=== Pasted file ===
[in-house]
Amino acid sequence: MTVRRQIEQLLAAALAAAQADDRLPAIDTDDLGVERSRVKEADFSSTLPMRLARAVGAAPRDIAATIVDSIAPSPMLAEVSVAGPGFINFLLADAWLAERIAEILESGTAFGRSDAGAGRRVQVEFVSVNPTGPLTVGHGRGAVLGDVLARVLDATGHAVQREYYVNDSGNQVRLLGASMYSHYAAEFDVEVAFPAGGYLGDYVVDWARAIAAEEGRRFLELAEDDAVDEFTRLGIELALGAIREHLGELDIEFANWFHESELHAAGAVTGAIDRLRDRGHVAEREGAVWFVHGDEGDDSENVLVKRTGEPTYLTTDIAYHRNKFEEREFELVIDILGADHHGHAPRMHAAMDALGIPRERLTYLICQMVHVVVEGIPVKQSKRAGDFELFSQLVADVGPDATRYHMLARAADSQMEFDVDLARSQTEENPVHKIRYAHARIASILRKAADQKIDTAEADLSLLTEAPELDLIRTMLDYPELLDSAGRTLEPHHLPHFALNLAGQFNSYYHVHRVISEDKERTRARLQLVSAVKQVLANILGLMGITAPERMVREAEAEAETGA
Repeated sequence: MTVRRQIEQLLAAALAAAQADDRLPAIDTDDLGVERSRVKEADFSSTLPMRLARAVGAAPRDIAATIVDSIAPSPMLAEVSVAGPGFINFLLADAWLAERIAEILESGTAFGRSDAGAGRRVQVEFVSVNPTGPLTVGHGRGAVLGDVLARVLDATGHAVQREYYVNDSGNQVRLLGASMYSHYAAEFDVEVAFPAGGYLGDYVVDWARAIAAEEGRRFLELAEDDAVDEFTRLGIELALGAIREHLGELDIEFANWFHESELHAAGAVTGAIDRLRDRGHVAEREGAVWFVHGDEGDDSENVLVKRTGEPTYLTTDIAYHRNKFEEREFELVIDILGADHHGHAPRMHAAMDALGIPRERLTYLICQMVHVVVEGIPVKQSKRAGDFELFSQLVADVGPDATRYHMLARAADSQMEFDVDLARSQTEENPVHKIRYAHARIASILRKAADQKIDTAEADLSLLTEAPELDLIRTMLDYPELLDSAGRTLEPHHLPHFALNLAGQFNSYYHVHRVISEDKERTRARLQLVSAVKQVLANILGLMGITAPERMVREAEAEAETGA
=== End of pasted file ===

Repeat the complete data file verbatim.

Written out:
[in-house]
Amino acid sequence: MTVRRQIEQLLAAALAAAQADDRLPAIDTDDLGVERSRVKEADFSSTLPMRLARAVGAAPRDIAATIVDSIAPSPMLAEVSVAGPGFINFLLADAWLAERIAEILESGTAFGRSDAGAGRRVQVEFVSVNPTGPLTVGHGRGAVLGDVLARVLDATGHAVQREYYVNDSGNQVRLLGASMYSHYAAEFDVEVAFPAGGYLGDYVVDWARAIAAEEGRRFLELAEDDAVDEFTRLGIELALGAIREHLGELDIEFANWFHESELHAAGAVTGAIDRLRDRGHVAEREGAVWFVHGDEGDDSENVLVKRTGEPTYLTTDIAYHRNKFEEREFELVIDILGADHHGHAPRMHAAMDALGIPRERLTYLICQMVHVVVEGIPVKQSKRAGDFELFSQLVADVGPDATRYHMLARAADSQMEFDVDLARSQTEENPVHKIRYAHARIASILRKAADQKIDTAEADLSLLTEAPELDLIRTMLDYPELLDSAGRTLEPHHLPHFALNLAGQFNSYYHVHRVISEDKERTRARLQLVSAVKQVLANILGLMGITAPERMVREAEAEAETGA
Repeated sequence: MTVRRQIEQLLAAALAAAQADDRLPAIDTDDLGVERSRVKEADFSSTLPMRLARAVGAAPRDIAATIVDSIAPSPMLAEVSVAGPGFINFLLADAWLAERIAEILESGTAFGRSDAGAGRRVQVEFVSVNPTGPLTVGHGRGAVLGDVLARVLDATGHAVQREYYVNDSGNQVRLLGASMYSHYAAEFDVEVAFPAGGYLGDYVVDWARAIAAEEGRRFLELAEDDAVDEFTRLGIELALGAIREHLGELDIEFANWFHESELHAAGAVTGAIDRLRDRGHVAEREGAVWFVHGDEGDDSENVLVKRTGEPTYLTTDIAYHRNKFEEREFELVIDILGADHHGHAPRMHAAMDALGIPRERLTYLICQMVHVVVEGIPVKQSKRAGDFELFSQLVADVGPDATRYHMLARAADSQMEFDVDLARSQTEENPVHKIRYAHARIASILRKAADQKIDTAEADLSLLTEAPELDLIRTMLDYPELLDSAGRTLEPHHLPHFALNLAGQFNSYYHVHRVISEDKERTRARLQLVSAVKQVLANILGLMGITAPERMVREAEAEAETGA